Current trials are looking at boosting with a different type of vaccine to the original one that was received, eg. boosting with an mRNA vaccine such as Pfizer, twelve months after receiving J & J.
There are also trials looking at giving a second dose of J & J vaccine, instead of just one.
18. Can I stop wearing my mask and hug my grandchildren after I’ve been vaccinated?
In private settings:
CDC advises that indoor visits between fully vaccinated people even when no masks are worn and physical distancing is not maintained are likely to be low risk.
Unvaccinated people can visit with fully vaccinated people indoors, but should still be cautious. So vaccinated grandparents CAN hug unvaccinated grandchildren who are well and have not had Covid contacts.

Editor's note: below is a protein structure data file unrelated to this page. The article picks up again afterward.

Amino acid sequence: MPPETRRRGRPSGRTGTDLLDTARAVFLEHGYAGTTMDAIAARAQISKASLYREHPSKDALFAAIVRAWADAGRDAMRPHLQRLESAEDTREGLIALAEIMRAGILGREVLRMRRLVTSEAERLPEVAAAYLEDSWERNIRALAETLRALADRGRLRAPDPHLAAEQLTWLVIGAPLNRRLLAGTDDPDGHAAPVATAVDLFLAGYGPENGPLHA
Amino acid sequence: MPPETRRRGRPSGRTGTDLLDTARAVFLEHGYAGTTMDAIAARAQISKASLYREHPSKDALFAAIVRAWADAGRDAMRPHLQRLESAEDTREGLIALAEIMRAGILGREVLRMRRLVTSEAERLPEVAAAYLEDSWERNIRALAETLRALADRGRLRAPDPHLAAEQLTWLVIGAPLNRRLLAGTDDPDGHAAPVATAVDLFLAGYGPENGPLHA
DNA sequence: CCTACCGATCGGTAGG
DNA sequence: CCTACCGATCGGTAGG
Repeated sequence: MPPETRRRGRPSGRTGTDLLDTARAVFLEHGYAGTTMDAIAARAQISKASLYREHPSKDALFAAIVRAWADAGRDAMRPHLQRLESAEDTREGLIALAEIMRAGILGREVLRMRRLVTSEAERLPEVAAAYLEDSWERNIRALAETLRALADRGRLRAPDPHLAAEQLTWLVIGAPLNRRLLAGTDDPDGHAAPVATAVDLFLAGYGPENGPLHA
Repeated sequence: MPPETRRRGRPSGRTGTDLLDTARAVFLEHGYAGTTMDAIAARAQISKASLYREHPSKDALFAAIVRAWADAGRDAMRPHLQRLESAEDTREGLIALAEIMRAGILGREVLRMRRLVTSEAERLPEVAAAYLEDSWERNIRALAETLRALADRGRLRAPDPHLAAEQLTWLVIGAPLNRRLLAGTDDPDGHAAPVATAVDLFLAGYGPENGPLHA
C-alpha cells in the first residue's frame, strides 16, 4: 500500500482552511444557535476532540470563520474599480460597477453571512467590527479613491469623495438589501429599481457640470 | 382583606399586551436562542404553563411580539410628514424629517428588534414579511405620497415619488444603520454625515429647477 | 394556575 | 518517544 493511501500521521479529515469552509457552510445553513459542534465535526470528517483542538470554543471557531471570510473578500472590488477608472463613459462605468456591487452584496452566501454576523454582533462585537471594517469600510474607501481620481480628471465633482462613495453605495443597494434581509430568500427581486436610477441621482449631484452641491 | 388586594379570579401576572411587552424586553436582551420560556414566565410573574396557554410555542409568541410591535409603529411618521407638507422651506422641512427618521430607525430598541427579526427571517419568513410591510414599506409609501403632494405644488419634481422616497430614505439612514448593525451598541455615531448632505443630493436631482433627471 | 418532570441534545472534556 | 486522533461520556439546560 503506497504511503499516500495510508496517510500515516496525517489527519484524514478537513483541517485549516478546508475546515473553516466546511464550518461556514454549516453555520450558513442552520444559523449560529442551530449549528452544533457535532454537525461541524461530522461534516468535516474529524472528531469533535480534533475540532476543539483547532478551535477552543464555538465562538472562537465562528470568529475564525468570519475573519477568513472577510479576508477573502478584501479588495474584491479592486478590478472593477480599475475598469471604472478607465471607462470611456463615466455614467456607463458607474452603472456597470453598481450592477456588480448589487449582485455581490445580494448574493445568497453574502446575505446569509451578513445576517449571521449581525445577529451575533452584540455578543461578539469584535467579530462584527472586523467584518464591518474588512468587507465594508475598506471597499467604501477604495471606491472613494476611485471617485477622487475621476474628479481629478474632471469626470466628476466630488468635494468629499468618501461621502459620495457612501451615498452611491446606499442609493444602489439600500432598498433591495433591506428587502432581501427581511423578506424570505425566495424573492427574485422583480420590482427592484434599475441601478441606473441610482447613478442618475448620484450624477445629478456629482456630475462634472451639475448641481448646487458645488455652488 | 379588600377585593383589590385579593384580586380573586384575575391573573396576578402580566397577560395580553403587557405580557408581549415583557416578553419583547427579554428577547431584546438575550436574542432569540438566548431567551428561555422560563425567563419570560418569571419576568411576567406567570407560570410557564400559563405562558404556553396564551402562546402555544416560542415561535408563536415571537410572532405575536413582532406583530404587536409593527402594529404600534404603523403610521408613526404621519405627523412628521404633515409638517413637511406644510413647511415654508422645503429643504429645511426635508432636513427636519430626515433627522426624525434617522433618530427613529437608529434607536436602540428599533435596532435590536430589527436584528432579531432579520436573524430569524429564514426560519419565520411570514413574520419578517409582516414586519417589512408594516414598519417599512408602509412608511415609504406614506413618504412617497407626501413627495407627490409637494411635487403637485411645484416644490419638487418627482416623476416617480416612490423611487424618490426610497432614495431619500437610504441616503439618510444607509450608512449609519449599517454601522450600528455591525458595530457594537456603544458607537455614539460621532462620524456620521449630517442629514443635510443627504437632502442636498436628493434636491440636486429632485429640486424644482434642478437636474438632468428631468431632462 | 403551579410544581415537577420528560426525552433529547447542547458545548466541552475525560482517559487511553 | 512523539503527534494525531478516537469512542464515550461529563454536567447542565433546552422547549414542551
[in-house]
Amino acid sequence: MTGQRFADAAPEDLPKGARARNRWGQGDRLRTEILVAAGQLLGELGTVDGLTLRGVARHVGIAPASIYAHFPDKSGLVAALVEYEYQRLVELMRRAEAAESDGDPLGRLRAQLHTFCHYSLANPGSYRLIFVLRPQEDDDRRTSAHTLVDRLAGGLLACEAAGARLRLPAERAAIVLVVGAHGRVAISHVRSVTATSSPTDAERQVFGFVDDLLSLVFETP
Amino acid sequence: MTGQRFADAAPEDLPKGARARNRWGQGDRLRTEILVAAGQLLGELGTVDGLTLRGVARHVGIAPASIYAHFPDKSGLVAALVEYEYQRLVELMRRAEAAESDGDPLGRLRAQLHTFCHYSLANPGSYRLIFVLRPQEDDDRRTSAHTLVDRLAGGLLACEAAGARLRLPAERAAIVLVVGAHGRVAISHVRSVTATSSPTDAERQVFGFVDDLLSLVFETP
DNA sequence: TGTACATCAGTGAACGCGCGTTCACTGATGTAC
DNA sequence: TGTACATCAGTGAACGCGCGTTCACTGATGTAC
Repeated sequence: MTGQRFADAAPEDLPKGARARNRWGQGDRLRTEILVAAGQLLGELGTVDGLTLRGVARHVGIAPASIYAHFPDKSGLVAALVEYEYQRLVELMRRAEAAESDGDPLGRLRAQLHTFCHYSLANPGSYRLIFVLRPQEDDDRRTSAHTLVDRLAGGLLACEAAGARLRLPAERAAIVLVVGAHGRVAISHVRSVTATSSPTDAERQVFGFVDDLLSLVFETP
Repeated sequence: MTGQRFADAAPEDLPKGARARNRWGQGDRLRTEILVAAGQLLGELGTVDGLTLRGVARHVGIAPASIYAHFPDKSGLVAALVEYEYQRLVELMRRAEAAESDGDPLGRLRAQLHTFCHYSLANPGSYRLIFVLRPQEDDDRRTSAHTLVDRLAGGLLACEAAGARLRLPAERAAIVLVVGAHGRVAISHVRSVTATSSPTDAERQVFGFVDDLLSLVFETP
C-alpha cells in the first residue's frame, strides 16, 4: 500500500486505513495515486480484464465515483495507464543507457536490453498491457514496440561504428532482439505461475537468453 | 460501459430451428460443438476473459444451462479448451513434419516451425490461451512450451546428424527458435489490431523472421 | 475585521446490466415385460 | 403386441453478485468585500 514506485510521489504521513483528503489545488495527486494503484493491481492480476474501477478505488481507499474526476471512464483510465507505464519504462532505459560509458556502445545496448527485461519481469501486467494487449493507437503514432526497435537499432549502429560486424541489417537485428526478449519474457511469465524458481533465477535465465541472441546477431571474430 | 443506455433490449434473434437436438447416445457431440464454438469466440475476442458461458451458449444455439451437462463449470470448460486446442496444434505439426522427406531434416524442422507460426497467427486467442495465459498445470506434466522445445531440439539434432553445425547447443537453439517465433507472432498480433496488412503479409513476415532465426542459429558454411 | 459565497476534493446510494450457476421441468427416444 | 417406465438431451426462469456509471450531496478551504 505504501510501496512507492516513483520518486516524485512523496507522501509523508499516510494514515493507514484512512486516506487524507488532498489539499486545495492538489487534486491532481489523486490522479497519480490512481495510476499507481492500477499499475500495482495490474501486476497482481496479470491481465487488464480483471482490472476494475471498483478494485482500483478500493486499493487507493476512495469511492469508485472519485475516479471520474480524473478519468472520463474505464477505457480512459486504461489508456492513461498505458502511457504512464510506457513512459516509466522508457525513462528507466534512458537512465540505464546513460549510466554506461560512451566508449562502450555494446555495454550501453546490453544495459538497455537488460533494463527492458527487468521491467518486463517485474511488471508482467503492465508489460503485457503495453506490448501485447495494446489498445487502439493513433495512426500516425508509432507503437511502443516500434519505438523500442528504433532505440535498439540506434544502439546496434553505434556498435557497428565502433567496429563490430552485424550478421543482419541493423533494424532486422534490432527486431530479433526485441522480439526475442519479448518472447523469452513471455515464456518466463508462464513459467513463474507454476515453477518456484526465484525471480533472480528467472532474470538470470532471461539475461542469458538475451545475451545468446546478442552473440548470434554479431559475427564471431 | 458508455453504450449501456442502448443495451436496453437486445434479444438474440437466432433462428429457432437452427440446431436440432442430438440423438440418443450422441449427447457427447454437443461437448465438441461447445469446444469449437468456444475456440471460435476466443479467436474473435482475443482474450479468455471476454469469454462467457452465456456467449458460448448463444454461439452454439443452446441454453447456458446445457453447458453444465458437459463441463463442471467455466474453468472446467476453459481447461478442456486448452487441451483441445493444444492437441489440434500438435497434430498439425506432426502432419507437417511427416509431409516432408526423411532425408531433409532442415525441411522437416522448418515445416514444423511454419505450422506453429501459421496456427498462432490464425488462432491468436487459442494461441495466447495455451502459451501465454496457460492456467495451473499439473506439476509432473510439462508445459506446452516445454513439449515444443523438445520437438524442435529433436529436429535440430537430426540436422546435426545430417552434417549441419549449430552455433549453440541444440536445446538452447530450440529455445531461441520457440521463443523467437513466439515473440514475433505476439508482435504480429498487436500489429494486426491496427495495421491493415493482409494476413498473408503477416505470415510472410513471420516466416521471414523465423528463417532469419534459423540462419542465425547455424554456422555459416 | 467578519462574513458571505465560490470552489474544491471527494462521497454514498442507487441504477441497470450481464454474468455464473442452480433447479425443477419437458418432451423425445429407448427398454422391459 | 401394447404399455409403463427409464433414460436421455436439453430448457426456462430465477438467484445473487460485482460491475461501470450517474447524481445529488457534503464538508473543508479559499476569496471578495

If any of the unvaccinated people or their household members are at increased risk of severe COVID-19, all attendees should take precautions.
If unvaccinated people come from multiple households, there is a higher risk of SARS-CoV-2 transmission among them. Therefore, all people involved should take precautions.
In public settings
Bear in mind that while most South Africans are still not vaccinated, we still advise extreme caution in public settings.
It is still advisable to:
- avoid large gatherings,
- wear a mask in public
- and maintain social distance.
This is particularly important as we enter our third wave in Winter with most of the country unvaccinated.
Click here to find the CDC guidelines for fully vaccinated people.
(NB : This is only valid two weeks after your last vaccine).
19. If I’m vaccinated and have been in contact with someone who has Covid do I still need to quarantine?